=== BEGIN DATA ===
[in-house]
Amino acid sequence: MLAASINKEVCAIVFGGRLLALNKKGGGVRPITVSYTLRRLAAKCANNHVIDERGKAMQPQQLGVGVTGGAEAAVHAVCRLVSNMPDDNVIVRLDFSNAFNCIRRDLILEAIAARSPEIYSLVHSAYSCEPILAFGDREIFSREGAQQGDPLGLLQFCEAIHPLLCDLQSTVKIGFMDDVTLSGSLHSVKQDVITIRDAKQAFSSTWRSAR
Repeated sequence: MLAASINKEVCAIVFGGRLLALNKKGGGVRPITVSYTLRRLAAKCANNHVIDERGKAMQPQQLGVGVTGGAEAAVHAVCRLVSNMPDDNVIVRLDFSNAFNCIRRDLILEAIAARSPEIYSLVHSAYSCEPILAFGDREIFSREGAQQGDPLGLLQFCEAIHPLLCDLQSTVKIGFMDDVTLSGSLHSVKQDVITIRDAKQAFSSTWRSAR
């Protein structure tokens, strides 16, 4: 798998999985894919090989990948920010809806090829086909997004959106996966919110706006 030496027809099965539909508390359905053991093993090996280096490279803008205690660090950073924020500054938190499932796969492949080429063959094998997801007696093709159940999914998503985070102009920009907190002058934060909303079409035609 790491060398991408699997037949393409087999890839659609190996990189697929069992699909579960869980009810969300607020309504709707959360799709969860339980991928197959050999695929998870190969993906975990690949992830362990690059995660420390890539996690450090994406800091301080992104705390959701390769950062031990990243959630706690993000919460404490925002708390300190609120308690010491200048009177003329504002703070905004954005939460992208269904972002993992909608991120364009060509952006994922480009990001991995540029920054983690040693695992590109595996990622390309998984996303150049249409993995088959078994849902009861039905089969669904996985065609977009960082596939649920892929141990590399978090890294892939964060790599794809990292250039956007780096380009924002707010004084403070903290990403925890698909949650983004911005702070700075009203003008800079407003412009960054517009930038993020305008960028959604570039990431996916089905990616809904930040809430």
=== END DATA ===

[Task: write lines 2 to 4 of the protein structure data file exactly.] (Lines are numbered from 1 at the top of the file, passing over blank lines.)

Amino acid sequence: MLAASINKEVCAIVFGGRLLALNKKGGGVRPITVSYTLRRLAAKCANNHVIDERGKAMQPQQLGVGVTGGAEAAVHAVCRLVSNMPDDNVIVRLDFSNAFNCIRRDLILEAIAARSPEIYSLVHSAYSCEPILAFGDREIFSREGAQQGDPLGLLQFCEAIHPLLCDLQSTVKIGFMDDVTLSGSLHSVKQDVITIRDAKQAFSSTWRSAR
Repeated sequence: MLAASINKEVCAIVFGGRLLALNKKGGGVRPITVSYTLRRLAAKCANNHVIDERGKAMQPQQLGVGVTGGAEAAVHAVCRLVSNMPDDNVIVRLDFSNAFNCIRRDLILEAIAARSPEIYSLVHSAYSCEPILAFGDREIFSREGAQQGDPLGLLQFCEAIHPLLCDLQSTVKIGFMDDVTLSGSLHSVKQDVITIRDAKQAFSSTWRSAR
């Protein structure tokens, strides 16, 4: 798998999985894919090989990948920010809806090829086909997004959106996966919110706006 030496027809099965539909508390359905053991093993090996280096490279803008205690660090950073924020500054938190499932796969492949080429063959094998997801007696093709159940999914998503985070102009920009907190002058934060909303079409035609 790491060398991408699997037949393409087999890839659609190996990189697929069992699909579960869980009810969300607020309504709707959360799709969860339980991928197959050999695929998870190969993906975990690949992830362990690059995660420390890539996690450090994406800091301080992104705390959701390769950062031990990243959630706690993000919460404490925002708390300190609120308690010491200048009177003329504002703070905004954005939460992208269904972002993992909608991120364009060509952006994922480009990001991995540029920054983690040693695992590109595996990622390309998984996303150049249409993995088959078994849902009861039905089969669904996985065609977009960082596939649920892929141990590399978090890294892939964060790599794809990292250039956007780096380009924002707010004084403070903290990403925890698909949650983004911005702070700075009203003008800079407003412009960054517009930038993020305008960028959604570039990431996916089905990616809904930040809430």